There was something magnetic about the Briscoes. That was the case this past year, when the Briscoes worked three career-defining matches against FTR. And there was a rare quality about Jay Briscoe, who became a two-time ROH champ. He seemed to relish making a new star, which he did when he dropped the title to Jay Lethal at Best in the World in 2015, as well as with “Hangman” Adam Page, who picked up his first significant singles win in ROH at Death Before Dishonor in 2016 when he overcame Briscoe in an Anything Goes match.
“Wrestling was a big part of his heart and passion,” says Romero. “He wasn’t doing this for a payday. Jay wanted it. He worked hard. Every performance was 150%. That’s why fans grew to love him, especially during those big title runs in Ring of Honor. There was something different about him.”
Briscoe’s highlight reel is incredible. There are the ROH title runs, his feuds with Adam Cole and Matt Hardy, and the 13 ROH tag title runs (and one with the IWGP tag titles in New Japan) that help make up his lengthy list of accolades. But the wrestling community has not been mourning the loss of a talented wrestler; it is broken hearted over the loss of a beloved brother.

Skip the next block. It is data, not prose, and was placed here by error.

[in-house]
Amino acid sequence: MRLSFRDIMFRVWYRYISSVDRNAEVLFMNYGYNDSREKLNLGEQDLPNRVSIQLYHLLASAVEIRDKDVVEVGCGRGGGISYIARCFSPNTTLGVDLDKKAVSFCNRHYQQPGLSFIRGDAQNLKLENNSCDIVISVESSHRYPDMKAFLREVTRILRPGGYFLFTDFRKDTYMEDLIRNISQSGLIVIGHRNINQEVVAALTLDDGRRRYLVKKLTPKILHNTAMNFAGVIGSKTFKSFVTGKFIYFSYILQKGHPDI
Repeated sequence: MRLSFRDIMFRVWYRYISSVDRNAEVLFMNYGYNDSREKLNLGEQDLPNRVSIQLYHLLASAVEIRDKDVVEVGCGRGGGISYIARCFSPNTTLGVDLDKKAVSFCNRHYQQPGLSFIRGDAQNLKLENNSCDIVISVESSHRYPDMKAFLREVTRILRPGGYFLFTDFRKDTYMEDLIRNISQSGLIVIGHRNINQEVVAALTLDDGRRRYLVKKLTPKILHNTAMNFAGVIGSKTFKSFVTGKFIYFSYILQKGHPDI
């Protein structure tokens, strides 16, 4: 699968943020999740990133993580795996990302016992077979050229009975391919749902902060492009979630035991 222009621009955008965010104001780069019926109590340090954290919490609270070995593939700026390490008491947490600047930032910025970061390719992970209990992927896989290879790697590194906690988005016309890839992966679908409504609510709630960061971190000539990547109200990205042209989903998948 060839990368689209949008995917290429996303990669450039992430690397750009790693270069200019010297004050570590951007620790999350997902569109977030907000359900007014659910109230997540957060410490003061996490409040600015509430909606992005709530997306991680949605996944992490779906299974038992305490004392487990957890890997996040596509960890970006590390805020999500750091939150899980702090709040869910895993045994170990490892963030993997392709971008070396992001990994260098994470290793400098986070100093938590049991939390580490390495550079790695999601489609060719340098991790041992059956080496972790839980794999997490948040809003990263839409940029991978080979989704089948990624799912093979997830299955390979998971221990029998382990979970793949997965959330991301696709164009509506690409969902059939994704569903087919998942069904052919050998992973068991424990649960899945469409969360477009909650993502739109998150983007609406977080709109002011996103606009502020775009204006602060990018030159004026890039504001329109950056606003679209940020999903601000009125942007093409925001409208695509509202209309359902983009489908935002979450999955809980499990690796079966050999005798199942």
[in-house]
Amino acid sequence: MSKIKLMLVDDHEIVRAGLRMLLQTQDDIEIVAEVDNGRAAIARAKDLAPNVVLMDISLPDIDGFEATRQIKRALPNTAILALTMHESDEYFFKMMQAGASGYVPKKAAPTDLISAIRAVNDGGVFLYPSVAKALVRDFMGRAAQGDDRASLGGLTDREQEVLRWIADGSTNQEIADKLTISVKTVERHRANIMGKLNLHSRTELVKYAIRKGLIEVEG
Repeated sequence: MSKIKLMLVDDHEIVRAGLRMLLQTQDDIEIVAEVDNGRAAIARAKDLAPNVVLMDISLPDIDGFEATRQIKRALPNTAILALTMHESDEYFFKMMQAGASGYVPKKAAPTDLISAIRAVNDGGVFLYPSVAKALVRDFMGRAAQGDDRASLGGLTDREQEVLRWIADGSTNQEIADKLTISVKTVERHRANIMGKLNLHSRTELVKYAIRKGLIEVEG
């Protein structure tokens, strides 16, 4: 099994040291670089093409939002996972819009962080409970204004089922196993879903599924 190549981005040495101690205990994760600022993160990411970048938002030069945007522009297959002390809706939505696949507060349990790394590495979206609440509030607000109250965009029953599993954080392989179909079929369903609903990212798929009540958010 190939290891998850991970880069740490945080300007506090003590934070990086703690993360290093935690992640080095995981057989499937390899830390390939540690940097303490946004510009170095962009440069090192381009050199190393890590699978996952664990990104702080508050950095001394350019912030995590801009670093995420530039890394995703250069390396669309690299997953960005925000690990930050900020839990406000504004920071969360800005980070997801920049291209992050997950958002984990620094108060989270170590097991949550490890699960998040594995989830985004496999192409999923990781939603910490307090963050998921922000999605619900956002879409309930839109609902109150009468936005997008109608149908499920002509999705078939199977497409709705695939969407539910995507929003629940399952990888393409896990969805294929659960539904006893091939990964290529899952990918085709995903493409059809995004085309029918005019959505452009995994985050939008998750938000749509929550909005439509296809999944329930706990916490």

“When you made eye contact with Jay, and you saw that mischievous smile, and he’d walk toward you, almost the same way he ran the ropes, he’d give you a dap and a big hug,” says Romero, composing himself and wiping away the tears. “I’ll miss that. He was one of the realest dudes I’ve ever met.
“This is terrible. It’s so f---ed up. It’s been hard. I’ve had to turn off social media.”
Last Wednesday, on what would have been Jay Briscoe’s 39th birthday, his brother Mark defeated Jay Lethal on the main event of Dynamite. Exhibiting the trademark Briscoe ferociousness and intensity, Mark dedicated the match to his fallen brother.
For reasons beyond our comprehension, Jay Briscoe is here only in spirit. He will live on in the ring through Mark, who will spend the rest of his career honoring his brother’s memory.
“Jay captured the spirit of pro wrestling,” says Romero. “He was a brother to us. This one really hurts.”
Justin Barrasso can be reached at JBarrasso@gmail.com. Follow him on Twitter @JustinBarrasso.